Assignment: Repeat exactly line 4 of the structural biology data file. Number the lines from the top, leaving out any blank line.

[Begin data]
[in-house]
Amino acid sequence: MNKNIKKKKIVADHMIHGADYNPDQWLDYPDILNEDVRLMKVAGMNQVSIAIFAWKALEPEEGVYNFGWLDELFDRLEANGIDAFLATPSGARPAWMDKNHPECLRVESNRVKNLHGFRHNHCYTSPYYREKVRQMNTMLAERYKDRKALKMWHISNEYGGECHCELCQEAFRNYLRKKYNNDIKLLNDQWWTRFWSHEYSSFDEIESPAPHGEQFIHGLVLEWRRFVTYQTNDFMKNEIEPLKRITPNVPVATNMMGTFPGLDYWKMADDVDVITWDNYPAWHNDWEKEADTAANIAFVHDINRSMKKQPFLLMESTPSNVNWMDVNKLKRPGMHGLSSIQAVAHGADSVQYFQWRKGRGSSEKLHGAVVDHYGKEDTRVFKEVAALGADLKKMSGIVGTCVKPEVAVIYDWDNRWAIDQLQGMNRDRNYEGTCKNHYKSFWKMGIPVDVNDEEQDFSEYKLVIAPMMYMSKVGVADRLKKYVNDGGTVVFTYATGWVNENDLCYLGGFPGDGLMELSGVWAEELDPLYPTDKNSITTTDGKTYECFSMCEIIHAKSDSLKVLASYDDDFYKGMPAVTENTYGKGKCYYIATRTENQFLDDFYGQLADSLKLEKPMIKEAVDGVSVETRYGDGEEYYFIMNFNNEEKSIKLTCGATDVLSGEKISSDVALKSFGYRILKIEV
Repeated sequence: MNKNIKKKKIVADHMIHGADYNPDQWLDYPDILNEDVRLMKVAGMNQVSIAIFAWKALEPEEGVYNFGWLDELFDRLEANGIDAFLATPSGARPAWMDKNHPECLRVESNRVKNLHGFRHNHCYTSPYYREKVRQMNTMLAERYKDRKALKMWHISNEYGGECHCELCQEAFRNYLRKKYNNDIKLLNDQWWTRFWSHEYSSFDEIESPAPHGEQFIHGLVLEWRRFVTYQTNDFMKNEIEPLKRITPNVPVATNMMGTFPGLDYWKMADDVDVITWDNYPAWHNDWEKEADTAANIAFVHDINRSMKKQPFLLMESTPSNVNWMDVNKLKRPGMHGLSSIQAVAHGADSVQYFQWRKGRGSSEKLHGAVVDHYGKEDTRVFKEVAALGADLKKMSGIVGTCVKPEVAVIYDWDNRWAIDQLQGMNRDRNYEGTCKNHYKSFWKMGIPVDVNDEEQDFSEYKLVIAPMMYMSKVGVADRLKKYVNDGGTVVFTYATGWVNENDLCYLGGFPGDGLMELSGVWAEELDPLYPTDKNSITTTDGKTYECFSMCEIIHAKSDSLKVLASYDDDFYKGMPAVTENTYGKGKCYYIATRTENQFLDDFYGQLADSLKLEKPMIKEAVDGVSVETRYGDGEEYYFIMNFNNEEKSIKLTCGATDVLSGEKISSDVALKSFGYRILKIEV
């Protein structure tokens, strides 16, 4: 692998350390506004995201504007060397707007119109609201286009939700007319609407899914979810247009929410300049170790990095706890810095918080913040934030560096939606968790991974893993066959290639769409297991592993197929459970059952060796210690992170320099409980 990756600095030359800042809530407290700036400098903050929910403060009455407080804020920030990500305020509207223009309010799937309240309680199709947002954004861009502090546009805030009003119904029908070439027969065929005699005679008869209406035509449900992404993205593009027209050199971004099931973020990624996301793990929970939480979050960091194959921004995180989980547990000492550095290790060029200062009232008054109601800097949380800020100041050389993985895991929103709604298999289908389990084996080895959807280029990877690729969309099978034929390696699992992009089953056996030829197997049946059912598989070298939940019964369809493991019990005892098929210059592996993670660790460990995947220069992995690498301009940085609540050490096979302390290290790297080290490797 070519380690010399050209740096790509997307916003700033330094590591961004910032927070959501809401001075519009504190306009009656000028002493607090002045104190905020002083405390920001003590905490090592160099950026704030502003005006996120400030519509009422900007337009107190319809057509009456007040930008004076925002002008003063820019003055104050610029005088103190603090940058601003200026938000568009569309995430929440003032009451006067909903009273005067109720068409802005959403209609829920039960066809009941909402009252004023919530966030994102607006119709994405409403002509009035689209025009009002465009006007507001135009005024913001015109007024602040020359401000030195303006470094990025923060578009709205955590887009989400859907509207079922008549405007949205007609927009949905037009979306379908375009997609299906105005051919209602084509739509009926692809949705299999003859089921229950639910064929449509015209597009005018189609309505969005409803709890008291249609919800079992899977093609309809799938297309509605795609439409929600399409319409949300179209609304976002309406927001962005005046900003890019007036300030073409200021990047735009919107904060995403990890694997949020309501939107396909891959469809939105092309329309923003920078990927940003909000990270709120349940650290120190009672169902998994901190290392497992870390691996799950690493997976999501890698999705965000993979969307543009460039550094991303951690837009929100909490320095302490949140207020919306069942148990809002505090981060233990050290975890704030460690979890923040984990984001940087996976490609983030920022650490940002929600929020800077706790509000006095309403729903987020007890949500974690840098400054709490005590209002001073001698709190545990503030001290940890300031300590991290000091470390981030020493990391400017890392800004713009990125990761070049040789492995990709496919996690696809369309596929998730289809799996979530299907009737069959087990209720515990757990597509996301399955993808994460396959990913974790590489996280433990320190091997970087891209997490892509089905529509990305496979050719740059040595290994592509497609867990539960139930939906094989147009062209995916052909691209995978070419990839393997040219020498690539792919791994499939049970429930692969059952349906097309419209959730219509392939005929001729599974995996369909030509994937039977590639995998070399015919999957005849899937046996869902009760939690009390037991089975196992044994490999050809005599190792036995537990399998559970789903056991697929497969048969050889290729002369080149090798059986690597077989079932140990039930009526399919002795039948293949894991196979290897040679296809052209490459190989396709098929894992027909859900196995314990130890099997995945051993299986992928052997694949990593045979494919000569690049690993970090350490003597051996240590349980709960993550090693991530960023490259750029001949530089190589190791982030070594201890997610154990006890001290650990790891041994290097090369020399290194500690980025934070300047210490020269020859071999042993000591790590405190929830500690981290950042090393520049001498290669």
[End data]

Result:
């Protein structure tokens, strides 16, 4: 692998350390506004995201504007060397707007119109609201286009939700007319609407899914979810247009929410300049170790990095706890810095918080913040934030560096939606968790991974893993066959290639769409297991592993197929459970059952060796210690992170320099409980 990756600095030359800042809530407290700036400098903050929910403060009455407080804020920030990500305020509207223009309010799937309240309680199709947002954004861009502090546009805030009003119904029908070439027969065929005699005679008869209406035509449900992404993205593009027209050199971004099931973020990624996301793990929970939480979050960091194959921004995180989980547990000492550095290790060029200062009232008054109601800097949380800020100041050389993985895991929103709604298999289908389990084996080895959807280029990877690729969309099978034929390696699992992009089953056996030829197997049946059912598989070298939940019964369809493991019990005892098929210059592996993670660790460990995947220069992995690498301009940085609540050490096979302390290290790297080290490797 070519380690010399050209740096790509997307916003700033330094590591961004910032927070959501809401001075519009504190306009009656000028002493607090002045104190905020002083405390920001003590905490090592160099950026704030502003005006996120400030519509009422900007337009107190319809057509009456007040930008004076925002002008003063820019003055104050610029005088103190603090940058601003200026938000568009569309995430929440003032009451006067909903009273005067109720068409802005959403209609829920039960066809009941909402009252004023919530966030994102607006119709994405409403002509009035689209025009009002465009006007507001135009005024913001015109007024602040020359401000030195303006470094990025923060578009709205955590887009989400859907509207079922008549405007949205007609927009949905037009979306379908375009997609299906105005051919209602084509739509009926692809949705299999003859089921229950639910064929449509015209597009005018189609309505969005409803709890008291249609919800079992899977093609309809799938297309509605795609439409929600399409319409949300179209609304976002309406927001962005005046900003890019007036300030073409200021990047735009919107904060995403990890694997949020309501939107396909891959469809939105092309329309923003920078990927940003909000990270709120349940650290120190009672169902998994901190290392497992870390691996799950690493997976999501890698999705965000993979969307543009460039550094991303951690837009929100909490320095302490949140207020919306069942148990809002505090981060233990050290975890704030460690979890923040984990984001940087996976490609983030920022650490940002929600929020800077706790509000006095309403729903987020007890949500974690840098400054709490005590209002001073001698709190545990503030001290940890300031300590991290000091470390981030020493990391400017890392800004713009990125990761070049040789492995990709496919996690696809369309596929998730289809799996979530299907009737069959087990209720515990757990597509996301399955993808994460396959990913974790590489996280433990320190091997970087891209997490892509089905529509990305496979050719740059040595290994592509497609867990539960139930939906094989147009062209995916052909691209995978070419990839393997040219020498690539792919791994499939049970429930692969059952349906097309419209959730219509392939005929001729599974995996369909030509994937039977590639995998070399015919999957005849899937046996869902009760939690009390037991089975196992044994490999050809005599190792036995537990399998559970789903056991697929497969048969050889290729002369080149090798059986690597077989079932140990039930009526399919002795039948293949894991196979290897040679296809052209490459190989396709098929894992027909859900196995314990130890099997995945051993299986992928052997694949990593045979494919000569690049690993970090350490003597051996240590349980709960993550090693991530960023490259750029001949530089190589190791982030070594201890997610154990006890001290650990790891041994290097090369020399290194500690980025934070300047210490020269020859071999042993000591790590405190929830500690981290950042090393520049001498290669």